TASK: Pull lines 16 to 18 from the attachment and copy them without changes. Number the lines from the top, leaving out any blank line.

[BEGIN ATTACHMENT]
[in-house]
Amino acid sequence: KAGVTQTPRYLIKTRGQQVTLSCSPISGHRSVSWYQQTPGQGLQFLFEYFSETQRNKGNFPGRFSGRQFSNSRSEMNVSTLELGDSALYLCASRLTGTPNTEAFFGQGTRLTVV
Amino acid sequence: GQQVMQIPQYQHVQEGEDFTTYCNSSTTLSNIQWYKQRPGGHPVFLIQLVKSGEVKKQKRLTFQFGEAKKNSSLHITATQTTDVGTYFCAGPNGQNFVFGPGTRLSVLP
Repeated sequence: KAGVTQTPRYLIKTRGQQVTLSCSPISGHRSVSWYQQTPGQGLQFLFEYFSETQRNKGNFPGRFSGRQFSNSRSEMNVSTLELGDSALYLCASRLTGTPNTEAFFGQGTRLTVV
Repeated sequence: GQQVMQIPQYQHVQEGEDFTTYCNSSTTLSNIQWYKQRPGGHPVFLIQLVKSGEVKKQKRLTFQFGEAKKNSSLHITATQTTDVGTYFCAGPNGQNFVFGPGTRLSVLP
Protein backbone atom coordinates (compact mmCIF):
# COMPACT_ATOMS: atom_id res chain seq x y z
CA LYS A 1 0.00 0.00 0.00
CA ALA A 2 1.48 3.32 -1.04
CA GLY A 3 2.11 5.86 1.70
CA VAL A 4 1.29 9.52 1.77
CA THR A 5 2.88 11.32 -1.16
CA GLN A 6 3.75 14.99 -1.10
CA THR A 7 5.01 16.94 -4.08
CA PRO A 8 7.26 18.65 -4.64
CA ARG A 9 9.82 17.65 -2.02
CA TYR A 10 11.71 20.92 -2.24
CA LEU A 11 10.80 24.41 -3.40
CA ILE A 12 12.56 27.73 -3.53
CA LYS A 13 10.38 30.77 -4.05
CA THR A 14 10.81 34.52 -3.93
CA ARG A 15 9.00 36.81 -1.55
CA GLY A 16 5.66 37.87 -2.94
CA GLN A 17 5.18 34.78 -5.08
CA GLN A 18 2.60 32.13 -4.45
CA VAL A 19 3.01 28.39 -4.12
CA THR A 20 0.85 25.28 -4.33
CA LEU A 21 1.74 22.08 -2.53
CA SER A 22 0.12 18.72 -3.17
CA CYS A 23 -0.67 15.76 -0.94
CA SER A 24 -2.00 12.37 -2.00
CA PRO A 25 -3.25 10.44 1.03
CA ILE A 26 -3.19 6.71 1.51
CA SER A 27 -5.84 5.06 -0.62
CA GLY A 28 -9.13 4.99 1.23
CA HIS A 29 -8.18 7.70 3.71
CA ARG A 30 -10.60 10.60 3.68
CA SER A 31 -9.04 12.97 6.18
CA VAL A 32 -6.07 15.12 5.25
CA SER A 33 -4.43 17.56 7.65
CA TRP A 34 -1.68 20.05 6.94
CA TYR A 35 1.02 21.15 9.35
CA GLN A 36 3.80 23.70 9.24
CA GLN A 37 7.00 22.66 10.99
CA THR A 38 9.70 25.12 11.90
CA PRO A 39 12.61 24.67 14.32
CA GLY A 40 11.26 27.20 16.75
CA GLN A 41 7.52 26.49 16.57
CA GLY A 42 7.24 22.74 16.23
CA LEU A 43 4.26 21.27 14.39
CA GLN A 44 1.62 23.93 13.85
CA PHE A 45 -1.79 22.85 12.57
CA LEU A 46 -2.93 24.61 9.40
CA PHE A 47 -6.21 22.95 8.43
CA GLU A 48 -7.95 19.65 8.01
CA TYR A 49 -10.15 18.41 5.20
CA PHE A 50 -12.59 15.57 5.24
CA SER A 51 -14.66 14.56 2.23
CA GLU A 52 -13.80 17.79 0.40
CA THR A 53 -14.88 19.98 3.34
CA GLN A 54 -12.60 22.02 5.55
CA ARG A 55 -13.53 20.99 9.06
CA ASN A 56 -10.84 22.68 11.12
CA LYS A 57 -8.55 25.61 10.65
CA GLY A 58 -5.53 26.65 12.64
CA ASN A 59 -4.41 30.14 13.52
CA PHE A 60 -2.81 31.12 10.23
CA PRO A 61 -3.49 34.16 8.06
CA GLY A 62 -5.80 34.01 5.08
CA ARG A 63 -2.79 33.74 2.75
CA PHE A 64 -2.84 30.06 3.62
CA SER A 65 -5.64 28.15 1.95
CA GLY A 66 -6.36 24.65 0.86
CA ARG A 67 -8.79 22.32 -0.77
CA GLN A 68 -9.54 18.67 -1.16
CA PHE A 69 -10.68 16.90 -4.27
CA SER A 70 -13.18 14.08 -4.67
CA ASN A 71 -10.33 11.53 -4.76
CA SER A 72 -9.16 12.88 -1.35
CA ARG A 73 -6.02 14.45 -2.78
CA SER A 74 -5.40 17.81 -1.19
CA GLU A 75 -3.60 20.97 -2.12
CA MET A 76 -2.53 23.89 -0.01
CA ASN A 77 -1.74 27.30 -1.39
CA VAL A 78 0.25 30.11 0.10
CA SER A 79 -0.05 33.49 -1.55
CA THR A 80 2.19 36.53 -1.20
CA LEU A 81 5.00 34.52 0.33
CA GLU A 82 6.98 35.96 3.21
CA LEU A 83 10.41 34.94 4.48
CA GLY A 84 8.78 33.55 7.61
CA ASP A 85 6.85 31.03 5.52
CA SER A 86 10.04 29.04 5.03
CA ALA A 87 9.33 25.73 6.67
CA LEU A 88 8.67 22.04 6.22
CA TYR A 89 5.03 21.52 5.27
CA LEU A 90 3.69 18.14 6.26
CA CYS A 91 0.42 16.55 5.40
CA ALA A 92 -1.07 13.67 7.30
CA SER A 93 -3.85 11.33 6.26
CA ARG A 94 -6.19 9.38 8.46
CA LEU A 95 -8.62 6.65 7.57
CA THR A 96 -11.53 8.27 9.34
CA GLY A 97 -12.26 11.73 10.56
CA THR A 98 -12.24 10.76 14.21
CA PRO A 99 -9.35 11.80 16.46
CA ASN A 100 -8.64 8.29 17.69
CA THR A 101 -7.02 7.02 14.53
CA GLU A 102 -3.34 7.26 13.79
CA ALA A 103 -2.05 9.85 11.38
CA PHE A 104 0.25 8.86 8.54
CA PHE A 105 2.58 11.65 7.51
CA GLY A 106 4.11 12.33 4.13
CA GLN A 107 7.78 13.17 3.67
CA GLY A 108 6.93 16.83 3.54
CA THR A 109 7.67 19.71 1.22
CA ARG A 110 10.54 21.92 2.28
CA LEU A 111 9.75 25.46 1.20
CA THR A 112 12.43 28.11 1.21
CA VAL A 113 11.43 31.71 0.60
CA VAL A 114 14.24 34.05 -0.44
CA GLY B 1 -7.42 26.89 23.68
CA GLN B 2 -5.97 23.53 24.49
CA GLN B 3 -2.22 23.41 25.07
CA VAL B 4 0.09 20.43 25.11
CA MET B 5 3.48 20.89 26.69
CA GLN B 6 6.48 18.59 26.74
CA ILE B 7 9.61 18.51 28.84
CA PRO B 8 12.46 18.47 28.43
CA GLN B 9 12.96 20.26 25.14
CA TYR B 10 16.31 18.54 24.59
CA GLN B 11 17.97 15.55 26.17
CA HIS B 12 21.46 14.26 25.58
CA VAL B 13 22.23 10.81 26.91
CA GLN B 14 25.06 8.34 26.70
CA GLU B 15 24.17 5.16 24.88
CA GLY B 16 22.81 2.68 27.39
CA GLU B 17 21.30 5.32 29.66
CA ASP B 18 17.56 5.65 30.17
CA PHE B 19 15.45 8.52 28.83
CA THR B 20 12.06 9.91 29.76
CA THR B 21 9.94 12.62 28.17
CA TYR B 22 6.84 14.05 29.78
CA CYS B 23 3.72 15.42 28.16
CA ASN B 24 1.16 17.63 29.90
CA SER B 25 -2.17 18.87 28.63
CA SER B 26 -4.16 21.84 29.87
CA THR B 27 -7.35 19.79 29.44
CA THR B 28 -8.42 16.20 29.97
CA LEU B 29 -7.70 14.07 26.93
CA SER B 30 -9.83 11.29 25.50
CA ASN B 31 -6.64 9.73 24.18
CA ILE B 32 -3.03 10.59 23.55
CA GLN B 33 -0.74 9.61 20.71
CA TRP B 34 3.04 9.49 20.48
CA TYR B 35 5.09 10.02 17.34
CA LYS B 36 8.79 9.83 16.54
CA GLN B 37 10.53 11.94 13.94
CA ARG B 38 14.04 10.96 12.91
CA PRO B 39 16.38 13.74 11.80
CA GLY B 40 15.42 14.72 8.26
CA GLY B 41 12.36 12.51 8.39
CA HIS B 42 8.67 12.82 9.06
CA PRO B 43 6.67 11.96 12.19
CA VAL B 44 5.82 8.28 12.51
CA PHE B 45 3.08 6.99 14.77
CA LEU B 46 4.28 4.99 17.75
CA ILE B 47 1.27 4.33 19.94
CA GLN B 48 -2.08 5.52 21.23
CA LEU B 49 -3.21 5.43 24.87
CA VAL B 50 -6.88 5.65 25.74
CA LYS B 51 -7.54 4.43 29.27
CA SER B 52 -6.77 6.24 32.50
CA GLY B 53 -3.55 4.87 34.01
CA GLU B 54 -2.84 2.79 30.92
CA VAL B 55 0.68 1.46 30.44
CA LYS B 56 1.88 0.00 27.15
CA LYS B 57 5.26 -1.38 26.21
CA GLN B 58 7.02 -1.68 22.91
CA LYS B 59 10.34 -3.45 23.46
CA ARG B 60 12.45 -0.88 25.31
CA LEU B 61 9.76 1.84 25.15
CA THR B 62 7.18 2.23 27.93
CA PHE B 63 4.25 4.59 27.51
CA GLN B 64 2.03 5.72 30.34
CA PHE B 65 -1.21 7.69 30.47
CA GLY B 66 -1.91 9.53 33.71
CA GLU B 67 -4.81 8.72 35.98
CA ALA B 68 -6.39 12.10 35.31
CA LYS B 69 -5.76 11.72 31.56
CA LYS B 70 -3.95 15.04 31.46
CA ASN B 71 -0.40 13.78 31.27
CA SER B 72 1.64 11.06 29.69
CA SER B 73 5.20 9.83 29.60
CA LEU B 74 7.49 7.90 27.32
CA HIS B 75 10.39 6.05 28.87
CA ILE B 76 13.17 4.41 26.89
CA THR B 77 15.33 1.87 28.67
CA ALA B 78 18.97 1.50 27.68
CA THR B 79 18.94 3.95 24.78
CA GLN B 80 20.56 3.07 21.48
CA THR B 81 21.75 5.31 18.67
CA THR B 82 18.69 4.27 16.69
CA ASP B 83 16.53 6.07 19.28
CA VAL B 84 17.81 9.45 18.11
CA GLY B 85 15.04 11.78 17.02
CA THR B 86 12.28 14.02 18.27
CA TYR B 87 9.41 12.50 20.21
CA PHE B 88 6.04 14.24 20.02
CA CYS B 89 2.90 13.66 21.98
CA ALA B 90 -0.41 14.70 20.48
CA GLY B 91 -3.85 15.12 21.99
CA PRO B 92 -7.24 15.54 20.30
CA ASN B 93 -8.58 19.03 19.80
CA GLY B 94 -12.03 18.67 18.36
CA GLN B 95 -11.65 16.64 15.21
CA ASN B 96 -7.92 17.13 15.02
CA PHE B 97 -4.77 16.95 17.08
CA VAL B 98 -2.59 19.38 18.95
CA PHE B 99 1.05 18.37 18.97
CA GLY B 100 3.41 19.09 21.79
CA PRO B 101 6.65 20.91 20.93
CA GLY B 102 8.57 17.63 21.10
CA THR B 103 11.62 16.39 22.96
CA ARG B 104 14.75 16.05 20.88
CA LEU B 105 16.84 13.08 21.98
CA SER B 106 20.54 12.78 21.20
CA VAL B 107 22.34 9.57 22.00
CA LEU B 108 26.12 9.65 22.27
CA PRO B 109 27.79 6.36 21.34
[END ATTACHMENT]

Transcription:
CA ARG A 9 9.82 17.65 -2.02
CA TYR A 10 11.71 20.92 -2.24
CA LEU A 11 10.80 24.41 -3.40